To play, press and hold the enter key. To stop, release the enter key.
Crazelpup is proud to offer mixed nosework classes! These take place on Monday and Wednesdays from 1:30-2:30pm in and around Iford (near Christchurch).
In these classes, we rotate between teaching scentwork and tracking, and occasionally we also include search and rescue and mantrailing tasters throughout the course.
Different types of nosework
Scentwork in scentwork sessions, dogs will be air-scenting to find a specific target odour. In our classes, that odour is cloves, as this is the standard entry-level competition odour in scentwork UK trials. Classes will teach dogs to search for, identify and indicate on the scent.
Tracking is what you would have seen police dogs do on television, when they are looking for a criminal. It consists of the dogs following the ground scent of human footprints, skin flakes and disrupted ground whilst on a long-line. At the end of a track, dogs will find an article that the track-layer has dropped, which they will perform an indication on.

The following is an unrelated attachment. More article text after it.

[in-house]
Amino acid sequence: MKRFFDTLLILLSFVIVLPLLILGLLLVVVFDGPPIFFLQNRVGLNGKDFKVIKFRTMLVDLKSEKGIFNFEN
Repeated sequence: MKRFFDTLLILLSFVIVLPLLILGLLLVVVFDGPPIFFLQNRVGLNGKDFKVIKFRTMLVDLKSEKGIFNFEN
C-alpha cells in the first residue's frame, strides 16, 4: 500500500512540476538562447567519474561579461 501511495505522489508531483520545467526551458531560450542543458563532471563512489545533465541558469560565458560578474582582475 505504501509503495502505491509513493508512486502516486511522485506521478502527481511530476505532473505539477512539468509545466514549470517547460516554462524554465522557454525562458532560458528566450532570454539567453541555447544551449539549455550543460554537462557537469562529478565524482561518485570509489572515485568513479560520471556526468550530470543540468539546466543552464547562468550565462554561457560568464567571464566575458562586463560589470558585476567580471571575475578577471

Search and Rescue is like a combination of tracking and scentwork, but instead of an article being at the end, the target odour is a person. Dogs will run off lead (you need a good recall for this!) to find the 'victim,' perform an indication, return to their owners and lead them to the 'victim'. For this, the dogs use both air-scenting and ground-scenting.
Mantrailing is similar to search and rescue, but on lead. With mantrailing, dogs are expected to follow roughly the path the 'victim' took, but it isn't as precise as with tracking, where they literally follow in their footsteps. Mantrailing uses a match to sample approach, where the dogs sniff an object that carries the 'victim's' scent before embarking on the trail, so they know exactly who they are looking for.
Jodie has attended nosework workshops by Talking Dogs Scentwork, the UK College of Scentdogs, completed online courses on scent by The School of Canine Science and has read many books and papers on it. Additionally she has helped and taught classes in this activity for four years and has trained her own dogs up to a competition level. Her approach is dog-centric, meaning that methods and training will be adapted to the individual learner. She has a passion for learning and isn't afraid to jump into a muddy bog or run through stinging nettles to create the best nosework experience!